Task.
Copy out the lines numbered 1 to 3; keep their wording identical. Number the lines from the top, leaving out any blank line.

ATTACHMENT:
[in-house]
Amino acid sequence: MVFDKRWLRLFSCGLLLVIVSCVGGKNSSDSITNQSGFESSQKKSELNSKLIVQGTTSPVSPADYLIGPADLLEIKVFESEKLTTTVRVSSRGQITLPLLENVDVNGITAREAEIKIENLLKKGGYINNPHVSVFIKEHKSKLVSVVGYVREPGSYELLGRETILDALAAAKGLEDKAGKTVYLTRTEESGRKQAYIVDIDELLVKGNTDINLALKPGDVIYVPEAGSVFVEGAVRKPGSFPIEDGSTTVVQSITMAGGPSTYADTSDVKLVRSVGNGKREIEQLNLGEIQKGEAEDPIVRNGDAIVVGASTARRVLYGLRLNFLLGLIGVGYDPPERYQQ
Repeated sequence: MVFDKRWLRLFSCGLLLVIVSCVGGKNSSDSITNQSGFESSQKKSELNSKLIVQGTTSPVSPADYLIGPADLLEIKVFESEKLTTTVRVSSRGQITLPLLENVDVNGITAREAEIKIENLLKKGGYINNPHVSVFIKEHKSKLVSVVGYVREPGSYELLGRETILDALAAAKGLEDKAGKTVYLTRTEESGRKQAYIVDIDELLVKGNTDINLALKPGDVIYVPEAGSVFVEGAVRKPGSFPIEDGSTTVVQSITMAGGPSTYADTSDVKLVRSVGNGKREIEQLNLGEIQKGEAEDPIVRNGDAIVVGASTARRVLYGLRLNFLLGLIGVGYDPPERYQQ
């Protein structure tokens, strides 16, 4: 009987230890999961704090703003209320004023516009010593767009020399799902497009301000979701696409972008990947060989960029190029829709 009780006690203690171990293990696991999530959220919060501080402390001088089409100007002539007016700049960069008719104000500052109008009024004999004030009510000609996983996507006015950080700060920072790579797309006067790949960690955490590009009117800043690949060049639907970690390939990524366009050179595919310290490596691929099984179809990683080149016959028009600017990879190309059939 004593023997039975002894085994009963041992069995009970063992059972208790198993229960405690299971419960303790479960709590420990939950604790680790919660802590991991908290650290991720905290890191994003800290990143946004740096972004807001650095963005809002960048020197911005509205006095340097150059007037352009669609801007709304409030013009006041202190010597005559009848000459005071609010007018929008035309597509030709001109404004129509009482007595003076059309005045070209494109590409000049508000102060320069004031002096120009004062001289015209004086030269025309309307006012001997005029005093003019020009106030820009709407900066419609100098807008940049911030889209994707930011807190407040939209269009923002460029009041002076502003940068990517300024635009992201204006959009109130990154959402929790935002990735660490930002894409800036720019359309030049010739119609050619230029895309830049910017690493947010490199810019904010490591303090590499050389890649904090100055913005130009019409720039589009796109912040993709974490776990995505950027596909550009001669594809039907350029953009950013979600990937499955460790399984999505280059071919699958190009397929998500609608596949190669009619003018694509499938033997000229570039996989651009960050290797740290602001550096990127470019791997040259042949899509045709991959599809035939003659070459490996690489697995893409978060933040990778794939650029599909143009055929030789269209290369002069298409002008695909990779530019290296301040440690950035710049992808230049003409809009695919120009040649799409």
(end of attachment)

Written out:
[in-house]
Amino acid sequence: MVFDKRWLRLFSCGLLLVIVSCVGGKNSSDSITNQSGFESSQKKSELNSKLIVQGTTSPVSPADYLIGPADLLEIKVFESEKLTTTVRVSSRGQITLPLLENVDVNGITAREAEIKIENLLKKGGYINNPHVSVFIKEHKSKLVSVVGYVREPGSYELLGRETILDALAAAKGLEDKAGKTVYLTRTEESGRKQAYIVDIDELLVKGNTDINLALKPGDVIYVPEAGSVFVEGAVRKPGSFPIEDGSTTVVQSITMAGGPSTYADTSDVKLVRSVGNGKREIEQLNLGEIQKGEAEDPIVRNGDAIVVGASTARRVLYGLRLNFLLGLIGVGYDPPERYQQ
Repeated sequence: MVFDKRWLRLFSCGLLLVIVSCVGGKNSSDSITNQSGFESSQKKSELNSKLIVQGTTSPVSPADYLIGPADLLEIKVFESEKLTTTVRVSSRGQITLPLLENVDVNGITAREAEIKIENLLKKGGYINNPHVSVFIKEHKSKLVSVVGYVREPGSYELLGRETILDALAAAKGLEDKAGKTVYLTRTEESGRKQAYIVDIDELLVKGNTDINLALKPGDVIYVPEAGSVFVEGAVRKPGSFPIEDGSTTVVQSITMAGGPSTYADTSDVKLVRSVGNGKREIEQLNLGEIQKGEAEDPIVRNGDAIVVGASTARRVLYGLRLNFLLGLIGVGYDPPERYQQ